10
    27
    2020

    Pseudo Random Number Generation by Lightweight Threads

    We have brought the Data Encryption Standard (DES) block cipher out of retirement for a second career as a Pseudo Random Number Generator (PRNG). DES PRNG is intended for simulations that benefit from PRN generation at the granularity of lightweight (GPU) threads. An example of this type of simulation is Particle-in-Cell (PIC) with Monte-Carlo Collisions (MCC). In PIC-MCC a large set of charged particles are time evolved in self-consistent electromagnetic fields, with particle collisions against background neutral species modelled as probabilistic events.


    Author: Johan Carlsson, PhD.

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    09
    28
    2020

    Can OpenACC Simplify FPGA programming?

    OpenACC has provided a high-level option for GPU programmers for years. Application developers interested in GPU-accelerated performance without the details, complications, and overhead of programming in a language, such as CUDA, have found OpenACC to be an attractive solution. However, OpenACC's potential as an efficient option for other types of accelerators, such as Field Programmable Gate Arrays (FPGAs), is still under exploration.


    Author: Jacob Lambert

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    08
    10
    2020

    Higher Performance Superelement Stiffness Analysis with OpenACC

    In this blog article I describe the recent work in optimizing the computational performance of structural analysis software with OpenACC directives. Structural analysis of buildings with high-fidelity is computationally expensive in terms of required memory and time. As designers and “hazard engineers” sacrifice some accuracy by moving to low-fidelity simulations, the need for faster computing has risen in the construction industry and for regional structural assessment.


    Author: Ahmed A. Torky, PhD.

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    07
    29
    2020

    OpenACC and Base Language Parallelism

    When OpenACC 3.0 was released in November 2019 the most exciting feature, in my opinion at least, is actually one that might easily be overlooked: updating our base languages. If you’re not familiar with this term, the base languages are the programming languages we, as a directive-based parallel programming model, support, namely C, C++, and Fortran. When we released OpenACC 1.0 in November of 2011 the most important programming languages in scientific and high performance computing were C99, C++98, and Fortran 2003.


    Author: Jeff Larkin

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    05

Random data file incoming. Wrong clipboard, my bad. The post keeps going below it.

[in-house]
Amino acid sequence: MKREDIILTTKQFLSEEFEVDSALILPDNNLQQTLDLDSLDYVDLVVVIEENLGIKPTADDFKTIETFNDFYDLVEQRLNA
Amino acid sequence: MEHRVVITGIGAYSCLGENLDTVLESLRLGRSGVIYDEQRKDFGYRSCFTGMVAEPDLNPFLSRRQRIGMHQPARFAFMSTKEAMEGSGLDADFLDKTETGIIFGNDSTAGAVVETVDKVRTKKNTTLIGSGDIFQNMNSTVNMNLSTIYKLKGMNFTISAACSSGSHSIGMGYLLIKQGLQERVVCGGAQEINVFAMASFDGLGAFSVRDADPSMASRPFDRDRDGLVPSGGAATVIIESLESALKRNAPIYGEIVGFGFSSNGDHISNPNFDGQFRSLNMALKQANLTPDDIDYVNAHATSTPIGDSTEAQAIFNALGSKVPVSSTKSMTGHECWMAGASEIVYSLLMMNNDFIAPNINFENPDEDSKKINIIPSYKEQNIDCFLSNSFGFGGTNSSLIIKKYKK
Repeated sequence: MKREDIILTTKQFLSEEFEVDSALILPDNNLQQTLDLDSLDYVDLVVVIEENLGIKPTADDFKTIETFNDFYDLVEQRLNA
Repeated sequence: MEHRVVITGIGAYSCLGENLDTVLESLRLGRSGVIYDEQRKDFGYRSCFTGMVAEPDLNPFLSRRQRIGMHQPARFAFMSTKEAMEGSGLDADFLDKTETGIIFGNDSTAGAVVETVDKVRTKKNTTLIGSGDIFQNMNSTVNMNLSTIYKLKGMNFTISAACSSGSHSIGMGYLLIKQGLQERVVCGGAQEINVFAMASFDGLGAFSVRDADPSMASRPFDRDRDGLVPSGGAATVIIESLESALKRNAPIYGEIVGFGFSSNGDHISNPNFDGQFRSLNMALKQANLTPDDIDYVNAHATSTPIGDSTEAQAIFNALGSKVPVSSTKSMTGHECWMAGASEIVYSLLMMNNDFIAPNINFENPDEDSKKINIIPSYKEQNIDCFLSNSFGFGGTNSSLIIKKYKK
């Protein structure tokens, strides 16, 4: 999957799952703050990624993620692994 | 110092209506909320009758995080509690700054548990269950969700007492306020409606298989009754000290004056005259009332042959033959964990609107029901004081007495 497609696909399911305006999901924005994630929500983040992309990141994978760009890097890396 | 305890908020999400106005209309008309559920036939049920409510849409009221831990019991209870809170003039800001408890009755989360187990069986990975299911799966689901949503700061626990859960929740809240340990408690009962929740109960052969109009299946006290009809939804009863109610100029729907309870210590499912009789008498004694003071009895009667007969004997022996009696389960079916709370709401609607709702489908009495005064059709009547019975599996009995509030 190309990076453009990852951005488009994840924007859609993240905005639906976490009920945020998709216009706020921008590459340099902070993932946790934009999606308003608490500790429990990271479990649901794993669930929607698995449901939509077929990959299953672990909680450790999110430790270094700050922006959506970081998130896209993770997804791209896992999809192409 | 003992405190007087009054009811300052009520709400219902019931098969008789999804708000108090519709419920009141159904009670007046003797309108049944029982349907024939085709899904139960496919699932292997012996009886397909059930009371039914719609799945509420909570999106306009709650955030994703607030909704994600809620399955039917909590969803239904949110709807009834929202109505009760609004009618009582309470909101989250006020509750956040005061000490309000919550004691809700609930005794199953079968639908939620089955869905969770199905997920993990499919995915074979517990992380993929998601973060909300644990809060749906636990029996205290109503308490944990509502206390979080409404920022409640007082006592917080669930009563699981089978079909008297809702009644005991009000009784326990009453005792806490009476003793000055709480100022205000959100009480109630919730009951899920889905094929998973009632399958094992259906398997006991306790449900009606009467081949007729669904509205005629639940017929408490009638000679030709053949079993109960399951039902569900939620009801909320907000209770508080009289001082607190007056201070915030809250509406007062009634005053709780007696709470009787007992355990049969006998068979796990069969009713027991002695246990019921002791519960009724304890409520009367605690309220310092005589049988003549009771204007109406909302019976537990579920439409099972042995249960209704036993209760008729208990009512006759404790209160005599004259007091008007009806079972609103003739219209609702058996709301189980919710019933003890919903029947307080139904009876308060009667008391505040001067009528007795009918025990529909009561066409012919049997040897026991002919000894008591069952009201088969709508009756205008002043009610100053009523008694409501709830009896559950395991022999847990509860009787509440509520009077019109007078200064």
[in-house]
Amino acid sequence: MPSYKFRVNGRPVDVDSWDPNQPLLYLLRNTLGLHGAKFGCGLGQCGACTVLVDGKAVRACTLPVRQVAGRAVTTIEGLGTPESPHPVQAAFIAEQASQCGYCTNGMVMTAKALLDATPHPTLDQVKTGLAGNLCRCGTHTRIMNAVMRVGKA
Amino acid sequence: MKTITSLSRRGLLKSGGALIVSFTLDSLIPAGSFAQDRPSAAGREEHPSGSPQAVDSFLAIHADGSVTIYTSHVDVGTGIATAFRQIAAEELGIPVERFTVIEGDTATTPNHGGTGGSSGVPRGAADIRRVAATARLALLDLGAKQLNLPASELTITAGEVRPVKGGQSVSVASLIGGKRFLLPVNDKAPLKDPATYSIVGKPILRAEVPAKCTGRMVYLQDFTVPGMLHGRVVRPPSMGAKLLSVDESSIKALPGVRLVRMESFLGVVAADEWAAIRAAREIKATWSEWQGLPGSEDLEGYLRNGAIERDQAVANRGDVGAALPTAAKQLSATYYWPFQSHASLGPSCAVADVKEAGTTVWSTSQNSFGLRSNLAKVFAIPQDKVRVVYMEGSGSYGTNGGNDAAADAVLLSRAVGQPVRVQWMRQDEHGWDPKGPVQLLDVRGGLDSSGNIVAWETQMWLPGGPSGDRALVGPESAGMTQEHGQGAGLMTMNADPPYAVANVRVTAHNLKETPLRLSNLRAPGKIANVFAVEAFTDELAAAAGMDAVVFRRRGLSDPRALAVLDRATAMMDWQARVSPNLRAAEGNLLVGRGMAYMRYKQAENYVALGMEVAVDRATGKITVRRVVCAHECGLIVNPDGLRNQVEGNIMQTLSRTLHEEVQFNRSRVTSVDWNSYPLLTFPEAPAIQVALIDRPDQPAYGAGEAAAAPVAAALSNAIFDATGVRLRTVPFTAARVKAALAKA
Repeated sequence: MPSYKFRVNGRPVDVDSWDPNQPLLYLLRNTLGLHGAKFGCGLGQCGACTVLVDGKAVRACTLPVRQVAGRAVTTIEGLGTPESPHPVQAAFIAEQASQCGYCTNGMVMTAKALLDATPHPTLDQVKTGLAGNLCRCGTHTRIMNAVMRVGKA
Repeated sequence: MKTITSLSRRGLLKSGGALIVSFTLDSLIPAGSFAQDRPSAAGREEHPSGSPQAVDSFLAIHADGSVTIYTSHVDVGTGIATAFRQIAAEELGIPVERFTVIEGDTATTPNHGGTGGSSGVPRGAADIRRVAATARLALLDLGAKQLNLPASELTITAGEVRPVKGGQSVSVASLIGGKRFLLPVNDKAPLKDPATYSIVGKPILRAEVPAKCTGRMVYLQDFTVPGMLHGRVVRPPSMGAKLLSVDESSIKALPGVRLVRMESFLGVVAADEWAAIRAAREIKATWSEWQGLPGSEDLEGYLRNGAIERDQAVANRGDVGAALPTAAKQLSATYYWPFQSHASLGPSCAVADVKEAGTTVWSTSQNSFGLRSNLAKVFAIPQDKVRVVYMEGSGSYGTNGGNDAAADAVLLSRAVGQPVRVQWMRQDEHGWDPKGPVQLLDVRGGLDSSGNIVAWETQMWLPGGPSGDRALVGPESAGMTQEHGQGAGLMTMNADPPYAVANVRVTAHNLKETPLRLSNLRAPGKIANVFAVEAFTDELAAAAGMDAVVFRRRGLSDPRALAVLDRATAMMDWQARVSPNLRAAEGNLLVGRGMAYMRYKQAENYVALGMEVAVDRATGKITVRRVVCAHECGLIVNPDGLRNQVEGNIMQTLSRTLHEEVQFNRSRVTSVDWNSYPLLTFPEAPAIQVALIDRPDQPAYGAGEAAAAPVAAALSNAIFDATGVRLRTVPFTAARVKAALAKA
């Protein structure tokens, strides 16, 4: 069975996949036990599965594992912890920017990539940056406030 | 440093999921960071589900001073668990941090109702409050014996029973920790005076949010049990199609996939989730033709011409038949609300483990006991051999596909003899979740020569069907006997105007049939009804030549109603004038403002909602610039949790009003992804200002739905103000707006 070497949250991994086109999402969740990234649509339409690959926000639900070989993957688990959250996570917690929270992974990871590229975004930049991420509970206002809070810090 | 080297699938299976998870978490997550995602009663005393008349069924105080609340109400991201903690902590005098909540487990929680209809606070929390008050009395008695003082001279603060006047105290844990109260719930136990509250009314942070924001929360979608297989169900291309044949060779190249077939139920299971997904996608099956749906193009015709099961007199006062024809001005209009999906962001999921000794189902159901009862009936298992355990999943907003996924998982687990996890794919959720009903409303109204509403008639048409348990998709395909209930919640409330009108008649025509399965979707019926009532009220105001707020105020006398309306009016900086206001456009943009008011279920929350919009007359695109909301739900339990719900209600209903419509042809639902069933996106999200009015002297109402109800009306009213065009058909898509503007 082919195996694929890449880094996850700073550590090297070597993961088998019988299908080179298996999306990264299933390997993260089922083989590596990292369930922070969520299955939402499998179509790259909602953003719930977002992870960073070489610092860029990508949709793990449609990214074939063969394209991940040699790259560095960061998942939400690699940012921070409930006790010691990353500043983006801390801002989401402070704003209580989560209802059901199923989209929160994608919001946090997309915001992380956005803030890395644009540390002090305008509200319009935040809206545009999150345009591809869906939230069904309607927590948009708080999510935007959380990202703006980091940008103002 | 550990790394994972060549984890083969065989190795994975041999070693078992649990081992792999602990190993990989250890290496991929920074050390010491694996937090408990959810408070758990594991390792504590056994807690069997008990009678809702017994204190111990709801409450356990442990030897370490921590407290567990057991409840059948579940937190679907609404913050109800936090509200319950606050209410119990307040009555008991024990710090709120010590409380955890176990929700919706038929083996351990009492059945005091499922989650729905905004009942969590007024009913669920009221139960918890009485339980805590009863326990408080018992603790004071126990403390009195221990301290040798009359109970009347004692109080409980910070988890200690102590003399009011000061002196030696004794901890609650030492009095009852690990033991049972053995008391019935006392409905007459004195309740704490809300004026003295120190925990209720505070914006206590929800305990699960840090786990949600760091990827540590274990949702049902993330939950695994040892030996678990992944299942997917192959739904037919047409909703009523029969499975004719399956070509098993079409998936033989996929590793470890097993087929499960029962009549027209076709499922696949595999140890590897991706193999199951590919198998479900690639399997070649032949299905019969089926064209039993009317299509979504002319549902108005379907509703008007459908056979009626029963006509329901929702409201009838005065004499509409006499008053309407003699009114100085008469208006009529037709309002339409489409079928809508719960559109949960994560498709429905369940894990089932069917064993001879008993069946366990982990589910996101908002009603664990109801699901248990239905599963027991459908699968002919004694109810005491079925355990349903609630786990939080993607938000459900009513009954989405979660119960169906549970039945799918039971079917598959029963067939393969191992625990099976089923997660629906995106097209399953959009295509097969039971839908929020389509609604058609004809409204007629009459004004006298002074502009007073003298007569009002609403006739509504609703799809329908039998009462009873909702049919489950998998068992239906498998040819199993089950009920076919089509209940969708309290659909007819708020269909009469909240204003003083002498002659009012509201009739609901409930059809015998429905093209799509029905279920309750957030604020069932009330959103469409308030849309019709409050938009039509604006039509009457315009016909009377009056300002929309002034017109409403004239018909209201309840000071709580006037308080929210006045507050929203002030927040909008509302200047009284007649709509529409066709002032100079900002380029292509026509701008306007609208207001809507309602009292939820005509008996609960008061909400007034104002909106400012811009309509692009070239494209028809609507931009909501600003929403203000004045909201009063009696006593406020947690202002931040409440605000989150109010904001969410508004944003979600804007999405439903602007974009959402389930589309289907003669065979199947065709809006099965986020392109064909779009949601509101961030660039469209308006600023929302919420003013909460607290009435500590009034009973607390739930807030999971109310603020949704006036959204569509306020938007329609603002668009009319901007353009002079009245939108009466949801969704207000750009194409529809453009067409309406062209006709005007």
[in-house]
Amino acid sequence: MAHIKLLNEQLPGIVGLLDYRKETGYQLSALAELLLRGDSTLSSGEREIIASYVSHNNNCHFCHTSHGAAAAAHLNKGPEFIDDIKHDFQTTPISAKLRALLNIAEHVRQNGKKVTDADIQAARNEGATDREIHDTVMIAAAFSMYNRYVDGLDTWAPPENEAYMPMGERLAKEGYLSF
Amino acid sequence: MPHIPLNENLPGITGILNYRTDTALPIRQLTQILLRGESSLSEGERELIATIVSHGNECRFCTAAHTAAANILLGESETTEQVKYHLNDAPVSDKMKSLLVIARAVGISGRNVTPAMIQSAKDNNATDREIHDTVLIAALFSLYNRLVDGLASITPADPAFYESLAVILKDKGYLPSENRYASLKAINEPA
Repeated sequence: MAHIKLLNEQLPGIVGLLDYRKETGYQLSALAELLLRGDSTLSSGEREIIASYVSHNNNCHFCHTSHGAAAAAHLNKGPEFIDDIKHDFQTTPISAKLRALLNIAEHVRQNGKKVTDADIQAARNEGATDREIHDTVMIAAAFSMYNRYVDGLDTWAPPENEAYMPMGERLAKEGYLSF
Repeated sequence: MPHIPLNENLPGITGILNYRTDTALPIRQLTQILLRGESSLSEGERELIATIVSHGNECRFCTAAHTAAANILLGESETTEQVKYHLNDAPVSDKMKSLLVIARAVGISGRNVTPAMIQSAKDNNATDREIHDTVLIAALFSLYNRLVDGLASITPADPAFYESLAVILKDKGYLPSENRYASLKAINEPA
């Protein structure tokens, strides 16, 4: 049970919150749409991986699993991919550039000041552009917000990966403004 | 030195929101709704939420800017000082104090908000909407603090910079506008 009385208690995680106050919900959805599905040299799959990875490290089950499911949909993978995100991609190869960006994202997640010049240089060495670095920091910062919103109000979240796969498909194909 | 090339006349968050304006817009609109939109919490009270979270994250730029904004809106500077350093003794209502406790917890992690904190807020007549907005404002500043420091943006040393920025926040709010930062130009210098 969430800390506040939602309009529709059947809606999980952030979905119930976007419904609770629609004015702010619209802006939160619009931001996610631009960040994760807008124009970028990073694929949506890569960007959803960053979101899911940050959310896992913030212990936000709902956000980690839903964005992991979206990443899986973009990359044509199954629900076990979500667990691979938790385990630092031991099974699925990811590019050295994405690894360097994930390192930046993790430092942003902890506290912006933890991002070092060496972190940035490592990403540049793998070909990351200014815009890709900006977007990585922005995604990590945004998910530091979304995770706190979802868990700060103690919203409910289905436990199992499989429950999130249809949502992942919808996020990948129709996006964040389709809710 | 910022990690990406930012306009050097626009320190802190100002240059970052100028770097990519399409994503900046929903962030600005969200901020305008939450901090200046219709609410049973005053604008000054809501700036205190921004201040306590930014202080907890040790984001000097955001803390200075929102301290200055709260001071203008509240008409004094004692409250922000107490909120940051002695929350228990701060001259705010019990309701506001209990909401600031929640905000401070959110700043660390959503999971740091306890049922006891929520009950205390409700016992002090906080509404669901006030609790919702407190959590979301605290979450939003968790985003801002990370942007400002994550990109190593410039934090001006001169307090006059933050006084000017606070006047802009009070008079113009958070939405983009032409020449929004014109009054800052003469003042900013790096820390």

29
    2020

    From Undergrad Project to PLOS Cover: Using OpenACC for a Biophysics Problem

    Something that started as a preliminary investigation for an undergraduate class project has become the cover of a prestigious journal publication.


    Author: Robbie Searles

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    04
    30
    2020

    From Seismic Imaging to Weather Prediction, OpenACC is Helping to Accelerate Science

    Discover the OpenACC talks, training and posters featured at GTC Digital

    Accelerated computing is fueling some of the most exciting scientific discoveries today. For scientists and researchers seeking faster application performance, OpenACC’s directive-based programming model provides a simple yet powerful approach to accelerators without significant programming effort. With OpenACC, a single version of the source code will deliver performance portability across platforms.


    Author: Izumi Barker

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    01
    24
    2020

    From the Front Row at WACCPD ‘19

    The ever-increasing heterogeneity in supercomputing applications has given rise to complex compute node architectures offering multiple, heterogeneous levels of massive parallelism. Exploiting the maximum available parallelism out of such systems necessitates sophisticated programming approaches that can provide scalable and portable solutions without compromising on performance.


    Author: Sridutt Bhalachandra

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    12
    18
    2019

    OpenACC 3.0

    At SC19, we announced the latest update to the OpenACC language specification, version 3.0.  This includes a number of minor updates in response to user requests, in addition to some clarifications.  We'll start here talking about the process we use to develop the language, then talk about what's new in 3.0 and what else we're working on for subsequent versions. 


    Author: Michael Wolfe

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    09
    24
    2019

    The Full Monty: Full Hackathon Speeds Scientific Codes Across Domains

    First GPU Hackathon at Sheffield brings together researchers across Ireland and the UK

    The University of Sheffield partnered with NVIDIA and Oak Ridge Leadership Computing Facility (OLCF) to hold its first GPU hackathon where seven applications teams worked alongside mentors with GPU-programming expertise to accelerate their scientific codes using GPUs.
     


    Author: Mozhgan Kabiri Chimeh

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    09
    19
    2019

    Accelerating Science Across Disciplines at Princeton

     

    GPU Hackathon Participants Tackle Code Optimization for Increased Performance   
     

    In today’s competitive research environment, the compute capabilities of scientific applications are critical to the success of many academic research programs. To enable new advances, institutions are turning to specialized teams that help researchers create the most efficient, scalable, and sustainable research codes possible by applying cross-disciplinary computational techniques to new and emerging areas of science.


    Author: Izumi Barker

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